Last night, I was listening to the 12-12-12 telecast for Hurricane Sandy relief. Among the many acts featured were such sixties heavyweights as The Rolling Stones, The Who, and of course Sir Paul McCartney. It got me thinking about what an incredible time the sixties were for pop music. As proven by the wildly influential Nuggets collection, there were literally hundreds of bands wailing away in garages and basements, waiting for their one big break that would propel them to superstardom, playing shows at Madison Square Garden well into their seventies. Unfortunately for the vast majority of these bands, that never panned out. The hit didn't get the right ears, didn't get the radio play, the bass player dropped out, the band broke up. They fizzled out and died, like a can of soda that's been left out on the counter for too long.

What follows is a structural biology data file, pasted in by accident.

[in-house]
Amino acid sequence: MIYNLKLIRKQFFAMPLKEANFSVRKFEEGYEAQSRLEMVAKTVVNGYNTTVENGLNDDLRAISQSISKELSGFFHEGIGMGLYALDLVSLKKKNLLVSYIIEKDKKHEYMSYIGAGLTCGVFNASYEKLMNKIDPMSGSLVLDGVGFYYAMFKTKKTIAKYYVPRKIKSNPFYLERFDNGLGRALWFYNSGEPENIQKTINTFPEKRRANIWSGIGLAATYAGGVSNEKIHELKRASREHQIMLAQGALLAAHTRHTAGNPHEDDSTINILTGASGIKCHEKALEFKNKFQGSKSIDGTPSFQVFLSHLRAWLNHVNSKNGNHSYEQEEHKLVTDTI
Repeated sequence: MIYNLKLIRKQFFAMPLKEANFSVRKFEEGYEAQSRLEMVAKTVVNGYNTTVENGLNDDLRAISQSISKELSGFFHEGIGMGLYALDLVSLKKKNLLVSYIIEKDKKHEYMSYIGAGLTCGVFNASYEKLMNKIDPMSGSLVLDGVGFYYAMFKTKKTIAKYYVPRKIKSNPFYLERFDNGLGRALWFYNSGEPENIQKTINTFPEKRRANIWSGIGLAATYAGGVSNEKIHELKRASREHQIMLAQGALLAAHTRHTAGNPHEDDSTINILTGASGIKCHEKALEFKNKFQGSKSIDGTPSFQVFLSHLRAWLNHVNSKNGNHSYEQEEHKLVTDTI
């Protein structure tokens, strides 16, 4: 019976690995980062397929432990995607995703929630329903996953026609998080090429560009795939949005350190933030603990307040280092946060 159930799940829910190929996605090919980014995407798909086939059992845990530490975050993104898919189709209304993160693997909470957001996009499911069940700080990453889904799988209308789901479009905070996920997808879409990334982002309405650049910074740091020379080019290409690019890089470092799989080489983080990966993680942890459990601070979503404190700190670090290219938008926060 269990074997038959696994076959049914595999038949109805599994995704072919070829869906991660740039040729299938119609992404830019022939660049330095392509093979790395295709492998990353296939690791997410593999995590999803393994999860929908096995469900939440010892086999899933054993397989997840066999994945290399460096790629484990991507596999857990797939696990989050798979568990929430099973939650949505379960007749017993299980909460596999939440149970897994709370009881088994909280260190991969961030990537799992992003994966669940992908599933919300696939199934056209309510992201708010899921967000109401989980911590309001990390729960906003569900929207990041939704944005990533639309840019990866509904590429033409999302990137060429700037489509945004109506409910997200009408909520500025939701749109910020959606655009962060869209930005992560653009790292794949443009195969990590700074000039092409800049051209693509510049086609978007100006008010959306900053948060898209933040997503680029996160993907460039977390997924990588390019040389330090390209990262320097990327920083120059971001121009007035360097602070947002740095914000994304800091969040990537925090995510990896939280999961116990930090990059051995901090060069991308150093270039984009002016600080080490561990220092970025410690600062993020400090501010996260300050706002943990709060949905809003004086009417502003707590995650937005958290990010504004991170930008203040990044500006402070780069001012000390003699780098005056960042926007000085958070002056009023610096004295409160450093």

I swear to God, based on this collection of songs by the Rationals, these guys could well have been the Rolling Stones. The story here is not complicated, four guys from Ann Arbor, Michigan. Two guitarists, a bass player and a drummer. Playing a collection of Chicago blues standards, as well as northern, blue-eyed soul from across the pond.
This stuff is just vicious. What sets the Rationals apart from most of their garage-rocking ilk is the incredibly soulful lead vocals delivered by frontman Scott Morgan. Check out the soul on the track, Temptation 'Bout to Get Me, the intricate guitar play on Sunset, and the spirited cover of Howlin' Wolf's classic Smokestack Lighting. This band was legit.
It's a shame that they didn't make it big, I would've much rather listened to them than watch Roger Daltrey and Pete Townshend wade through a half an hour of half-baked Who songs.
Roger, Pete, guys, if you're reading this, retire.